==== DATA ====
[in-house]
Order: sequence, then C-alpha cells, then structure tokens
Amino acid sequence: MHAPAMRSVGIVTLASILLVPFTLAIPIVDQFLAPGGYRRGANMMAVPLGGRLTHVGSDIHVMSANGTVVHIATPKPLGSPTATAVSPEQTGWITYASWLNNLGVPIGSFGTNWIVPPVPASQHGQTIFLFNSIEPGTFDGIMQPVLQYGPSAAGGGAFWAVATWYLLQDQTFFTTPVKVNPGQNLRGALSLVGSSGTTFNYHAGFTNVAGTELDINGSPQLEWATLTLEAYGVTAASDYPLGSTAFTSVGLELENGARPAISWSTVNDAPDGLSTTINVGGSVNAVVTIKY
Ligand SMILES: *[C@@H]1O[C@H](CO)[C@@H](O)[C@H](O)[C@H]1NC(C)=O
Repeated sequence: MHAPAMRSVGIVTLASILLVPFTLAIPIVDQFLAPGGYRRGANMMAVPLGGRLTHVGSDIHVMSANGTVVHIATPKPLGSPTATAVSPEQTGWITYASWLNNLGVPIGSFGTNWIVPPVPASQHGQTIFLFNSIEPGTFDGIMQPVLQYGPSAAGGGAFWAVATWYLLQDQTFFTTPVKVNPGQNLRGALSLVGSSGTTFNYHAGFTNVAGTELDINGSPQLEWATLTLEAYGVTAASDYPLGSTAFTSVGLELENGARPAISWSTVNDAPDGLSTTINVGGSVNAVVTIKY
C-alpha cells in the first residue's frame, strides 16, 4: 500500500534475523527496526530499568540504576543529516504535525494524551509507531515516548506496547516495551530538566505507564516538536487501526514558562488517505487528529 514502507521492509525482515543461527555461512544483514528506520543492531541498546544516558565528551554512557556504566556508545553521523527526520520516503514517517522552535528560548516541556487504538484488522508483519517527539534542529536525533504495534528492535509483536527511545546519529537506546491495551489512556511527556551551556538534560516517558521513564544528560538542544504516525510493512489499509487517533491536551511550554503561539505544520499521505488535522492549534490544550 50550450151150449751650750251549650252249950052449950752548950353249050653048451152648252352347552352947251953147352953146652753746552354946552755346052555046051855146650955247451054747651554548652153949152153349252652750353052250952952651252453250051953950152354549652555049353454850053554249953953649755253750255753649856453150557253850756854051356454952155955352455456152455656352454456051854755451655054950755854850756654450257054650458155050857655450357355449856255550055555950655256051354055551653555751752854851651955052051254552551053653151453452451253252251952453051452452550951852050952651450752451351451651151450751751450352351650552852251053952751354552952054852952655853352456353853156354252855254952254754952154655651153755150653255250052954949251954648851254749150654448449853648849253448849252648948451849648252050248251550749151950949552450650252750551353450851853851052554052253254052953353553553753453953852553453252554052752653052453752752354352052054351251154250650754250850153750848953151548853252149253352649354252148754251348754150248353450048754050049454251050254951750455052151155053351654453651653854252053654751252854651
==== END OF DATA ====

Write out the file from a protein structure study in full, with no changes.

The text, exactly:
[in-house]
Order: sequence, then C-alpha cells, then structure tokens
Amino acid sequence: MHAPAMRSVGIVTLASILLVPFTLAIPIVDQFLAPGGYRRGANMMAVPLGGRLTHVGSDIHVMSANGTVVHIATPKPLGSPTATAVSPEQTGWITYASWLNNLGVPIGSFGTNWIVPPVPASQHGQTIFLFNSIEPGTFDGIMQPVLQYGPSAAGGGAFWAVATWYLLQDQTFFTTPVKVNPGQNLRGALSLVGSSGTTFNYHAGFTNVAGTELDINGSPQLEWATLTLEAYGVTAASDYPLGSTAFTSVGLELENGARPAISWSTVNDAPDGLSTTINVGGSVNAVVTIKY
Ligand SMILES: *[C@@H]1O[C@H](CO)[C@@H](O)[C@H](O)[C@H]1NC(C)=O
Repeated sequence: MHAPAMRSVGIVTLASILLVPFTLAIPIVDQFLAPGGYRRGANMMAVPLGGRLTHVGSDIHVMSANGTVVHIATPKPLGSPTATAVSPEQTGWITYASWLNNLGVPIGSFGTNWIVPPVPASQHGQTIFLFNSIEPGTFDGIMQPVLQYGPSAAGGGAFWAVATWYLLQDQTFFTTPVKVNPGQNLRGALSLVGSSGTTFNYHAGFTNVAGTELDINGSPQLEWATLTLEAYGVTAASDYPLGSTAFTSVGLELENGARPAISWSTVNDAPDGLSTTINVGGSVNAVVTIKY
C-alpha cells in the first residue's frame, strides 16, 4: 500500500534475523527496526530499568540504576543529516504535525494524551509507531515516548506496547516495551530538566505507564516538536487501526514558562488517505487528529 514502507521492509525482515543461527555461512544483514528506520543492531541498546544516558565528551554512557556504566556508545553521523527526520520516503514517517522552535528560548516541556487504538484488522508483519517527539534542529536525533504495534528492535509483536527511545546519529537506546491495551489512556511527556551551556538534560516517558521513564544528560538542544504516525510493512489499509487517533491536551511550554503561539505544520499521505488535522492549534490544550 50550450151150449751650750251549650252249950052449950752548950353249050653048451152648252352347552352947251953147352953146652753746552354946552755346052555046051855146650955247451054747651554548652153949152153349252652750353052250952952651252453250051953950152354549652555049353454850053554249953953649755253750255753649856453150557253850756854051356454952155955352455456152455656352454456051854755451655054950755854850756654450257054650458155050857655450357355449856255550055555950655256051354055551653555751752854851651955052051254552551053653151453452451253252251952453051452452550951852050952651450752451351451651151450751751450352351650552852251053952751354552952054852952655853352456353853156354252855254952254754952154655651153755150653255250052954949251954648851254749150654448449853648849253448849252648948451849648252050248251550749151950949552450650252750551353450851853851052554052253254052953353553553753453953852553453252554052752653052453752752354352052054351251154250650754250850153750848953151548853252149253352649354252148754251348754150248353450048754050049454251050254951750455052151155053351654453651653854252053654751252854651